The New York Times’ Groundbreaking Series of Editorials about Marijuana

nyt_logo2If you have not yet heard about or seen the New York Times series of editorials about marijuana, it is time to do so.

The first of the series of these editorials by the New York Times editorial board is entitled: States’ Rights, and focuses on how the federal head-in-the-sand mentality toward marijuana is serving only to make the national law seem outdated and misguided, while states pursue liberalization of marijuana laws in the shadow of a potential federal crackdown.

The New York Times is the paper of record, and so even if they are saying the same things that we have been yelling for decades, it shows that we aren’t the lunatic fringe anymore. Instead, the prohibitionists are now the ones out of step with America.

HI Candidates on Legalization and Decriminalization

The Progressive PAC sent a questionnaire to the candidates running for office in 2014. While many candidates, including many strong supporters of our issues did not fill out the questionnaire, the following candidates did. I will post all of their answers here for educational purposes. Predictably, the candidates that answered the survey were generally supportive of legalization and decriminalization. This of course does not mean that we endorse these specific candidates.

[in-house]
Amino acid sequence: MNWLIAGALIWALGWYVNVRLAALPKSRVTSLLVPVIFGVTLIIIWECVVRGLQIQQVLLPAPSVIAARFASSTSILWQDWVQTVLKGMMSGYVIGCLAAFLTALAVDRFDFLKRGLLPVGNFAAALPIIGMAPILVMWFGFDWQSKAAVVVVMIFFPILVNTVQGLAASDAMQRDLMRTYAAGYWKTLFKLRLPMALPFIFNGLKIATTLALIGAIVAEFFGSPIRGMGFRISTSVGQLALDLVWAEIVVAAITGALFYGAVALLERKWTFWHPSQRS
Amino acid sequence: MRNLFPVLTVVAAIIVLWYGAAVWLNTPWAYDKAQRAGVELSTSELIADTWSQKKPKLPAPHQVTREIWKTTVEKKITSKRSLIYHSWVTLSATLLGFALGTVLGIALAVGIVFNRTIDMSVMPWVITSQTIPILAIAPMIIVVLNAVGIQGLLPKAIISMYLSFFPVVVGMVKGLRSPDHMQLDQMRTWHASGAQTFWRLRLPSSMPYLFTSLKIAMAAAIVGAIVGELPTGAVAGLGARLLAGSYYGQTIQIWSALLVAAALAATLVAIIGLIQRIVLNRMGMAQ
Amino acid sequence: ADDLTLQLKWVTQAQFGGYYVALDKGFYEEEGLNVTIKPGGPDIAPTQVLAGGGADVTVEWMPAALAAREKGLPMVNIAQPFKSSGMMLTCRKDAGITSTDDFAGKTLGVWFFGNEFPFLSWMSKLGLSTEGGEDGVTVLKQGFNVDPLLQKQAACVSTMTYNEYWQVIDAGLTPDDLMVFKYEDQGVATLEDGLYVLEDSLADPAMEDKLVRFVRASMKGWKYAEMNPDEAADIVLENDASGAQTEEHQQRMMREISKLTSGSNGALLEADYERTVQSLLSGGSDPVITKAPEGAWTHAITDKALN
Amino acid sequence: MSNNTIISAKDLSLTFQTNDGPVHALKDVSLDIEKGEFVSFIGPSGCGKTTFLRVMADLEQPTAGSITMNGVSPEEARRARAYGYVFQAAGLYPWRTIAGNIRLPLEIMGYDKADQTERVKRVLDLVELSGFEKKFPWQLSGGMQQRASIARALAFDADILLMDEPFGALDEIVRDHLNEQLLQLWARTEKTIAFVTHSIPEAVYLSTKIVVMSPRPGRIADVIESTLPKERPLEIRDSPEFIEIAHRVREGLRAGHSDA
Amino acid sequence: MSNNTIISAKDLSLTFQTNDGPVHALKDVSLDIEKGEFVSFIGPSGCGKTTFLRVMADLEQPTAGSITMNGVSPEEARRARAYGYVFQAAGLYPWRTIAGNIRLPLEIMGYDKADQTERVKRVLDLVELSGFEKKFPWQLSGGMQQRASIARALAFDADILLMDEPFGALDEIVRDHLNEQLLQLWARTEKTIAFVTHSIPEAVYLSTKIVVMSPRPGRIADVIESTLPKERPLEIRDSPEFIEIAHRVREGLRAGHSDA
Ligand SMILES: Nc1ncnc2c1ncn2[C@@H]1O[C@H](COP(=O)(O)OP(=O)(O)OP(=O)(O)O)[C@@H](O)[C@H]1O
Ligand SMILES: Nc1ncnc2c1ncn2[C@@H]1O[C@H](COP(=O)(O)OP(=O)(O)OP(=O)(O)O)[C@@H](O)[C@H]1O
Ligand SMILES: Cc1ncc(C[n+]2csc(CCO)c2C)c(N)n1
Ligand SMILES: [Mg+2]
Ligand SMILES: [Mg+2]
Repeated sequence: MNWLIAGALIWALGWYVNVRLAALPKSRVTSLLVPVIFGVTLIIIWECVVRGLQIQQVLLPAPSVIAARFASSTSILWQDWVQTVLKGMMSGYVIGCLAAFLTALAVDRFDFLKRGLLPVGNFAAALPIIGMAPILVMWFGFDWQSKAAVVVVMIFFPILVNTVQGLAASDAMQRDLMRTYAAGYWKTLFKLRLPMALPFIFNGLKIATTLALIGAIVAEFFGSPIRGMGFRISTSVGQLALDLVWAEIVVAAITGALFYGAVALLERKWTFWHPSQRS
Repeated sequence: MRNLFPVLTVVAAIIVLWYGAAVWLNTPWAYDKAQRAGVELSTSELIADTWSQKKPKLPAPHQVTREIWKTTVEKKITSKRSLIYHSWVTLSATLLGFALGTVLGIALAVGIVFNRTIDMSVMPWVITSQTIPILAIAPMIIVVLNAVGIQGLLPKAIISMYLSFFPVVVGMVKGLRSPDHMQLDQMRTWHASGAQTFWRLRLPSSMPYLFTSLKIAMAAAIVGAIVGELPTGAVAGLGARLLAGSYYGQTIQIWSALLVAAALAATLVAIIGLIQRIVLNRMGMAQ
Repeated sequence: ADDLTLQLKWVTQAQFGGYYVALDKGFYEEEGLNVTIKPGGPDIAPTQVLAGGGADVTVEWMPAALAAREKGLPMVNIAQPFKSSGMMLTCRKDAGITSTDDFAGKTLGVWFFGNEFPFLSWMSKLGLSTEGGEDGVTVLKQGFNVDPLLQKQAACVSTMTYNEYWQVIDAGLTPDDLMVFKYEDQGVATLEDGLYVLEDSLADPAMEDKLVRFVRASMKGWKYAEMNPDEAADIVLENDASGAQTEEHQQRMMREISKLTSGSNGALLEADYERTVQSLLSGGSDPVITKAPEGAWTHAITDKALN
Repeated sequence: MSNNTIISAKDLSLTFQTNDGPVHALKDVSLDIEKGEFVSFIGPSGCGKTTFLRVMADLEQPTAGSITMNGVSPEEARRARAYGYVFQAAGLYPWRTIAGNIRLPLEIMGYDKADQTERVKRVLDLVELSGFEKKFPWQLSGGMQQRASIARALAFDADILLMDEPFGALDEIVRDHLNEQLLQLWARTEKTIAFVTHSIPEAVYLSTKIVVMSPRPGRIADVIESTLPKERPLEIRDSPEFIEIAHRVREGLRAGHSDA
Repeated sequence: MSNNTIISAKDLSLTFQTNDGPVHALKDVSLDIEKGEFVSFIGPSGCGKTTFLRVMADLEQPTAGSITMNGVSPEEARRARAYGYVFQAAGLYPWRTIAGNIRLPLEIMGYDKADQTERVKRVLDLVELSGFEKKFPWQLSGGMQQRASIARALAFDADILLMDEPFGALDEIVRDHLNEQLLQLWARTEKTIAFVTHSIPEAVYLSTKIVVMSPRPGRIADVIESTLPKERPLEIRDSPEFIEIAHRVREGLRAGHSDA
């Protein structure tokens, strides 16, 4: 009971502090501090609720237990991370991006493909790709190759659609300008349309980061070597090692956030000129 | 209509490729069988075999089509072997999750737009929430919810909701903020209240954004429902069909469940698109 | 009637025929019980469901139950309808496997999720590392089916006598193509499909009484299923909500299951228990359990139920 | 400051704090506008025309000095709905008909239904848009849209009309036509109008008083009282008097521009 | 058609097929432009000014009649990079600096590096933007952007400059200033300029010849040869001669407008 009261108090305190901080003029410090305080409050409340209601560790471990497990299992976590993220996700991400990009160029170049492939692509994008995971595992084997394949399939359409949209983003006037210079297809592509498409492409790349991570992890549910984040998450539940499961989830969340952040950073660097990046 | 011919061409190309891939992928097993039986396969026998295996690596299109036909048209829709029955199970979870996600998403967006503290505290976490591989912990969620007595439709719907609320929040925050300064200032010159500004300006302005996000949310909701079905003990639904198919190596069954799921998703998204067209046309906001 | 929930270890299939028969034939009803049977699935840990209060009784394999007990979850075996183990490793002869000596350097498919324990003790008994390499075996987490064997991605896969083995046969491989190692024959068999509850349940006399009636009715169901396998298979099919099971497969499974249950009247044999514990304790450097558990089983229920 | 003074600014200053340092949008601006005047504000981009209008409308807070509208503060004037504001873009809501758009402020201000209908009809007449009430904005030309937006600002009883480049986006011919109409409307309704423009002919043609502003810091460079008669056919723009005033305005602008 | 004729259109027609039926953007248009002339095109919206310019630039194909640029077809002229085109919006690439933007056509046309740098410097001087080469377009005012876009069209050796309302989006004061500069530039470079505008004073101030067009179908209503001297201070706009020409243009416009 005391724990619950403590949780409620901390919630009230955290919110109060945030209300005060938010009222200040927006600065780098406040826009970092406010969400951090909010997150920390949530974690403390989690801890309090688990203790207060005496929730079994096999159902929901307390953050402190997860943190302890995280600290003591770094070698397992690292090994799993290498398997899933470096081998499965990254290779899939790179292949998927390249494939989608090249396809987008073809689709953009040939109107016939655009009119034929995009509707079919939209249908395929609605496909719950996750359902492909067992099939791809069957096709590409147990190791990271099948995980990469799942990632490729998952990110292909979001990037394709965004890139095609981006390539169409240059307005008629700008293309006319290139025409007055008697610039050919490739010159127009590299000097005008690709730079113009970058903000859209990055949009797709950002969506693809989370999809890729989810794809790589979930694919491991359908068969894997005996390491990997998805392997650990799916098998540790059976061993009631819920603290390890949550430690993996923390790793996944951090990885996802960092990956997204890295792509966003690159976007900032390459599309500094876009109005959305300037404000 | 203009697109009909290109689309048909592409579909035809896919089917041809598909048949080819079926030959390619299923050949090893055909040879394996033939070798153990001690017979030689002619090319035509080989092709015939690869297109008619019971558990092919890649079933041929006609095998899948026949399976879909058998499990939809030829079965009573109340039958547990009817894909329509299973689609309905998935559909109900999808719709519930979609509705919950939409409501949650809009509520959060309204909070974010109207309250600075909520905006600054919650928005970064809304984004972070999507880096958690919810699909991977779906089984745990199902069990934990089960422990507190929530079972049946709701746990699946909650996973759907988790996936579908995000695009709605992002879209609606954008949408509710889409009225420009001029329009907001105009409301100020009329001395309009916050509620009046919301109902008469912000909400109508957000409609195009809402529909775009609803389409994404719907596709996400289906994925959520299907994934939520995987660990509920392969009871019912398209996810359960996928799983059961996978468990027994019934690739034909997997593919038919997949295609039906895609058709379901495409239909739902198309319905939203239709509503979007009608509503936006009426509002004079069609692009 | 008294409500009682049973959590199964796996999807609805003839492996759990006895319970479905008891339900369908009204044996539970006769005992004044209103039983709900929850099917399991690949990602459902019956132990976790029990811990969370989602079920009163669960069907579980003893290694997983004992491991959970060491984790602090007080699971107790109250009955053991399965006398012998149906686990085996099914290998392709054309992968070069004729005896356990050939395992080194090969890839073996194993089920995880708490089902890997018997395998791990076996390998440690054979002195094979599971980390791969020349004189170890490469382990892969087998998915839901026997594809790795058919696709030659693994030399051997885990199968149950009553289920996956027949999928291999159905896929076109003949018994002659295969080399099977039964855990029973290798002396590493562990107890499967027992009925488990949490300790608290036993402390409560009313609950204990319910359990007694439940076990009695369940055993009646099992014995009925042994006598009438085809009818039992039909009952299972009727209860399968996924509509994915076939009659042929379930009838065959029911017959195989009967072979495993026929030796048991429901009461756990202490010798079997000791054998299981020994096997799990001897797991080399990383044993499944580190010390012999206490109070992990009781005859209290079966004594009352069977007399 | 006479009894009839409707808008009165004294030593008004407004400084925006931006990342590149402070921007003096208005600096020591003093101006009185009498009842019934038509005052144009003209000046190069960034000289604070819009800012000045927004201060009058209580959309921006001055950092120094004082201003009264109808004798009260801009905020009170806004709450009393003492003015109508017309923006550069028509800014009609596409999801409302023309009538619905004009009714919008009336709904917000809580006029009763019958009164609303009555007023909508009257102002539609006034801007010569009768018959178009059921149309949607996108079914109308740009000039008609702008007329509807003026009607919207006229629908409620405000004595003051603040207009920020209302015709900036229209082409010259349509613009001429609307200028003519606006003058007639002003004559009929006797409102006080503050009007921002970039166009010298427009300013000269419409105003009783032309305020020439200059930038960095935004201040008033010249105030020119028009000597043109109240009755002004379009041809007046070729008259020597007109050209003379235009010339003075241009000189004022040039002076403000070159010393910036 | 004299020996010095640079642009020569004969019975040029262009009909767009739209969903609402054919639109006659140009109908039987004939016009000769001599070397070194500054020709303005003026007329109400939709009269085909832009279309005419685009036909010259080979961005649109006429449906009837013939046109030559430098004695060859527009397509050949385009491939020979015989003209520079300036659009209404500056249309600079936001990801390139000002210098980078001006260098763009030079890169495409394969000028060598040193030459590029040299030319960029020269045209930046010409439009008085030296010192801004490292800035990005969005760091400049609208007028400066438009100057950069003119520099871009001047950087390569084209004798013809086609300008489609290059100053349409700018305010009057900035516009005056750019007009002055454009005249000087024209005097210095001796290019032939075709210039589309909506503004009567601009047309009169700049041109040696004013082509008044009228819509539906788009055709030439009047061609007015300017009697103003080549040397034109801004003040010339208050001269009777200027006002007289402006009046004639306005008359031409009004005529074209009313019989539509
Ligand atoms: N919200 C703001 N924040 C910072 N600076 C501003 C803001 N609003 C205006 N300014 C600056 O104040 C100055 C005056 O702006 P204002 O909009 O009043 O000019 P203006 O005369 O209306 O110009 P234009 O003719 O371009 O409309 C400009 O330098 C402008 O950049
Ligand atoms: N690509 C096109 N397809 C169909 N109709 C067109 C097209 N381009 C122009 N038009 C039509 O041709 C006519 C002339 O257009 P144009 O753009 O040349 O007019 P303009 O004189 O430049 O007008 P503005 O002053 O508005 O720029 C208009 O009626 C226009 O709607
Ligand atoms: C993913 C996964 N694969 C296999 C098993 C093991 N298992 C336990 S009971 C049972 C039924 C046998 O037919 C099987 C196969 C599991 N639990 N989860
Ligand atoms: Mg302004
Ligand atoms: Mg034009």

The question was posed as: Do you support the legalization or decriminalization of marijuana. Here are the answers:

Candidates for Lieutenant Governor:

HEE: Yes.  As Chair of the Senate Committee on Judiciary and Labor I have passed proposals forward out of my committee regarding this issue numerous times.


Candidates for State House of Representatives:
HD 4 — JORDAN:  Pot is harmful to the brain if chronically used from the teens through age 26.  The brain is fully wired at age 27 . I’d say  say sell it tax it.  One problem how do we ensure kids under stand [sic] moderation?  We can’t.  47% of my students didn’t have a father.   I also feel DUI’s should pay 1K as a starting fine..  If there are injuries jailtime.

HD 4 — SANBUENAVENTURA: Generally yes – first we must utilize the current system to allow dispensaries for those who need medical marijuana.  The medical marijuana law needs to be fully implemented so that those who need it can get it without having a green thumb.
Second:  possession of small amounts of marijuana should be decriminalized so that jails need not be filled with these type of criminals.  Further a revisiting of the penalties for marijuana and sale needs to occur.

Before 1989 there was no Class A felony (same as murder) for marijuana sale.  Now cultivation on the land of another for 25 or more plants is a Class A felony.  If 4 or more people who do not own land of their own agree to grow the allowed medical marijuana plants on another’s land that would be a Conspiracy to commit a class A felony, which itself is a Class A felony.  This is ridiculous.  The big island is shifting their attitude regarding marijuana by passing the resolution that marijuana crimes be enforced as the lowest priority.  This resolution has been ruled as unenforceable but a change in sentencing laws is enforceable.

HD 6 — LOWEN:  yes, with regulation.

HD 17 — STUMP: Yes

HD 40 — CHONG:   For a while I did not support legalization or decriminalization, but I do now support it; I’d prefer to see legalization over decriminalization. With decriminalization we’d still treat the consumers of Cannabis products as a criminal by giving them citations, I simply cannot accept the “not illegal, but not legal either” logic of decriminalization.